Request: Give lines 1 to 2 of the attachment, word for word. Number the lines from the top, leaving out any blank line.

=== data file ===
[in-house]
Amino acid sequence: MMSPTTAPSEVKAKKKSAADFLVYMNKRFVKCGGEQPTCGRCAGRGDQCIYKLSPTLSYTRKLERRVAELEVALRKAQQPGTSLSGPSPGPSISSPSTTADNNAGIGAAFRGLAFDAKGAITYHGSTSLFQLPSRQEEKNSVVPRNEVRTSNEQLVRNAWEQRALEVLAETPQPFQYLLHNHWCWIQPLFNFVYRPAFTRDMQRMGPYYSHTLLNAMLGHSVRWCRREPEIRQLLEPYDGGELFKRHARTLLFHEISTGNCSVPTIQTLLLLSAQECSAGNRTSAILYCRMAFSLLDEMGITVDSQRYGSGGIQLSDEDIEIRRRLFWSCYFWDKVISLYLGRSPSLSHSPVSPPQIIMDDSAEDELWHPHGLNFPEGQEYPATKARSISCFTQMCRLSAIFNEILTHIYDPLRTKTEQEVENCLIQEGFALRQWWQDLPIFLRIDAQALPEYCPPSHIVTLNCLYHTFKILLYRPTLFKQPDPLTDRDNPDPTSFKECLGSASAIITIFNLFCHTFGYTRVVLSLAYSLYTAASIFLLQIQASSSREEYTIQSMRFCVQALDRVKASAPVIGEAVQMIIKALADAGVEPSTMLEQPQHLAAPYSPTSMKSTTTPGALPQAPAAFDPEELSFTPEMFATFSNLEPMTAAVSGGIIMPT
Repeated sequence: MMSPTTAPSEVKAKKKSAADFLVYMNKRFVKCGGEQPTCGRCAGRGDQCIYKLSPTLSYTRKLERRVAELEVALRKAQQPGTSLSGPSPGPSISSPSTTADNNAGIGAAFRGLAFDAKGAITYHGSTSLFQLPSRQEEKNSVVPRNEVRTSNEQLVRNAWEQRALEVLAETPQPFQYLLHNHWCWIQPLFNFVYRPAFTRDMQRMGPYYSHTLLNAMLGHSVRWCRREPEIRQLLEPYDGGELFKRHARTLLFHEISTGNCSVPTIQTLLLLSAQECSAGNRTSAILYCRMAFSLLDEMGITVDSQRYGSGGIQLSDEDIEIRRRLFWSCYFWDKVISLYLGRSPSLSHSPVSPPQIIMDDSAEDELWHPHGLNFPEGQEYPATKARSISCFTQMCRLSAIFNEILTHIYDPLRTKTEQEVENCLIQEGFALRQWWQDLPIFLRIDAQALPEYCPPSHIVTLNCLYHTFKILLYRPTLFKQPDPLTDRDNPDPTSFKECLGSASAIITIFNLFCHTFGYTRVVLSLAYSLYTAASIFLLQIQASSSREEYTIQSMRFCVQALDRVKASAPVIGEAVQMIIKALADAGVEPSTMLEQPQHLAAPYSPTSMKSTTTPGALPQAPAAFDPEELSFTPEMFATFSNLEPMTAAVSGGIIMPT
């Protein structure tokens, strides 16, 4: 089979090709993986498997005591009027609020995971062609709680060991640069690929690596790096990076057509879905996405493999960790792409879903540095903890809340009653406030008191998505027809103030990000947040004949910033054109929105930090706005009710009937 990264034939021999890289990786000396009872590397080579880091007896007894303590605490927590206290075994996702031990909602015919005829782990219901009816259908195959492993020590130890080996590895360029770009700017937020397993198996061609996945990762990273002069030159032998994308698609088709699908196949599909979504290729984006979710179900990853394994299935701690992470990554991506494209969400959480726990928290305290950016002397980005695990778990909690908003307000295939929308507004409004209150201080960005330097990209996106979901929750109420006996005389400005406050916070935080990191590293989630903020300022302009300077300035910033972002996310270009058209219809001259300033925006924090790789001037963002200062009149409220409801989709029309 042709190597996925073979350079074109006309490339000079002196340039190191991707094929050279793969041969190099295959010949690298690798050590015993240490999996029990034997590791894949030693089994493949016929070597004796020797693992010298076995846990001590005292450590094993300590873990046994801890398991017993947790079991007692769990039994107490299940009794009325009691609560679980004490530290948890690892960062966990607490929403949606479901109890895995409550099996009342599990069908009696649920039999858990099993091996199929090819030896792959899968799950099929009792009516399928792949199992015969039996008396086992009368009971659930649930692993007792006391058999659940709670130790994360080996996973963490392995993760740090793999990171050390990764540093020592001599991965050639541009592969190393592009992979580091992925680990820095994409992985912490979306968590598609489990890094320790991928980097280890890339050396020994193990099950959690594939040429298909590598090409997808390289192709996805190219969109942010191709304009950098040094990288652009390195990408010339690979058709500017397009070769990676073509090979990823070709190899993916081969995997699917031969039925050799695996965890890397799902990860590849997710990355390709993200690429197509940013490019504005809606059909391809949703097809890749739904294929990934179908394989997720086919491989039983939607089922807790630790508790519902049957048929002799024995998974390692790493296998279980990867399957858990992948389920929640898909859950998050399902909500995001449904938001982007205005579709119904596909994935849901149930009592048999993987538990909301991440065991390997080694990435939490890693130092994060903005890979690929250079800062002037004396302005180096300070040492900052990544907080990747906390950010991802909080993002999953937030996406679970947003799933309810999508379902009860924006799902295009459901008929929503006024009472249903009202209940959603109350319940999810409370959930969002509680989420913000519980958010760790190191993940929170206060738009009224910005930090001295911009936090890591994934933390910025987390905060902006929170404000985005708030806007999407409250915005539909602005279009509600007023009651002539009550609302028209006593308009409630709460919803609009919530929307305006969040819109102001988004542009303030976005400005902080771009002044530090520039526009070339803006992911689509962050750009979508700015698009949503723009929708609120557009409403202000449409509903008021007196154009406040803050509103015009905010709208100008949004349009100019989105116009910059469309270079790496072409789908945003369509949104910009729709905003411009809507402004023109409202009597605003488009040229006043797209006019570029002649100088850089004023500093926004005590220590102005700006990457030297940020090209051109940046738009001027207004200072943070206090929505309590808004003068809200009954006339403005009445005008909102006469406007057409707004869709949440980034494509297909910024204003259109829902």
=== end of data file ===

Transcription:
[in-house]
Amino acid sequence: MMSPTTAPSEVKAKKKSAADFLVYMNKRFVKCGGEQPTCGRCAGRGDQCIYKLSPTLSYTRKLERRVAELEVALRKAQQPGTSLSGPSPGPSISSPSTTADNNAGIGAAFRGLAFDAKGAITYHGSTSLFQLPSRQEEKNSVVPRNEVRTSNEQLVRNAWEQRALEVLAETPQPFQYLLHNHWCWIQPLFNFVYRPAFTRDMQRMGPYYSHTLLNAMLGHSVRWCRREPEIRQLLEPYDGGELFKRHARTLLFHEISTGNCSVPTIQTLLLLSAQECSAGNRTSAILYCRMAFSLLDEMGITVDSQRYGSGGIQLSDEDIEIRRRLFWSCYFWDKVISLYLGRSPSLSHSPVSPPQIIMDDSAEDELWHPHGLNFPEGQEYPATKARSISCFTQMCRLSAIFNEILTHIYDPLRTKTEQEVENCLIQEGFALRQWWQDLPIFLRIDAQALPEYCPPSHIVTLNCLYHTFKILLYRPTLFKQPDPLTDRDNPDPTSFKECLGSASAIITIFNLFCHTFGYTRVVLSLAYSLYTAASIFLLQIQASSSREEYTIQSMRFCVQALDRVKASAPVIGEAVQMIIKALADAGVEPSTMLEQPQHLAAPYSPTSMKSTTTPGALPQAPAAFDPEELSFTPEMFATFSNLEPMTAAVSGGIIMPT